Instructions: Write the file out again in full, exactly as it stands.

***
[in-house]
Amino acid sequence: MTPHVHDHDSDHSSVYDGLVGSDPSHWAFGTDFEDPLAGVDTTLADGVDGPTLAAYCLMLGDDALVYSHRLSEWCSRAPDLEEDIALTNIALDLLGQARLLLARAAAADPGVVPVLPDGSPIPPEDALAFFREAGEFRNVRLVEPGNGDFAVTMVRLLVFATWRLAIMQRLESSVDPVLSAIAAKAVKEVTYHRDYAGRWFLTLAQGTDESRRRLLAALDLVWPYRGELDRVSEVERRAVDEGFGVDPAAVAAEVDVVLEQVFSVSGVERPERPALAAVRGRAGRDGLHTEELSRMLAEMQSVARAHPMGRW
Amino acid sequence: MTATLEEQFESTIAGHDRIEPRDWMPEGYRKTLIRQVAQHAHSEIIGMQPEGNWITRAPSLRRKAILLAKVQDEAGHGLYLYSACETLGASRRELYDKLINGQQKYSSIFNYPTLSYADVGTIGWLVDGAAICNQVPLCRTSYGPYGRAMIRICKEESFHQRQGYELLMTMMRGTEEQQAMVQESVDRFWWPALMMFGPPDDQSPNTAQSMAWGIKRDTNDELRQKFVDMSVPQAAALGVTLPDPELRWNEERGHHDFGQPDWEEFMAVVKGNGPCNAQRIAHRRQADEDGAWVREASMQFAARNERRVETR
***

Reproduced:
[in-house]
Amino acid sequence: MTPHVHDHDSDHSSVYDGLVGSDPSHWAFGTDFEDPLAGVDTTLADGVDGPTLAAYCLMLGDDALVYSHRLSEWCSRAPDLEEDIALTNIALDLLGQARLLLARAAAADPGVVPVLPDGSPIPPEDALAFFREAGEFRNVRLVEPGNGDFAVTMVRLLVFATWRLAIMQRLESSVDPVLSAIAAKAVKEVTYHRDYAGRWFLTLAQGTDESRRRLLAALDLVWPYRGELDRVSEVERRAVDEGFGVDPAAVAAEVDVVLEQVFSVSGVERPERPALAAVRGRAGRDGLHTEELSRMLAEMQSVARAHPMGRW
Amino acid sequence: MTATLEEQFESTIAGHDRIEPRDWMPEGYRKTLIRQVAQHAHSEIIGMQPEGNWITRAPSLRRKAILLAKVQDEAGHGLYLYSACETLGASRRELYDKLINGQQKYSSIFNYPTLSYADVGTIGWLVDGAAICNQVPLCRTSYGPYGRAMIRICKEESFHQRQGYELLMTMMRGTEEQQAMVQESVDRFWWPALMMFGPPDDQSPNTAQSMAWGIKRDTNDELRQKFVDMSVPQAAALGVTLPDPELRWNEERGHHDFGQPDWEEFMAVVKGNGPCNAQRIAHRRQADEDGAWVREASMQFAARNERRVETR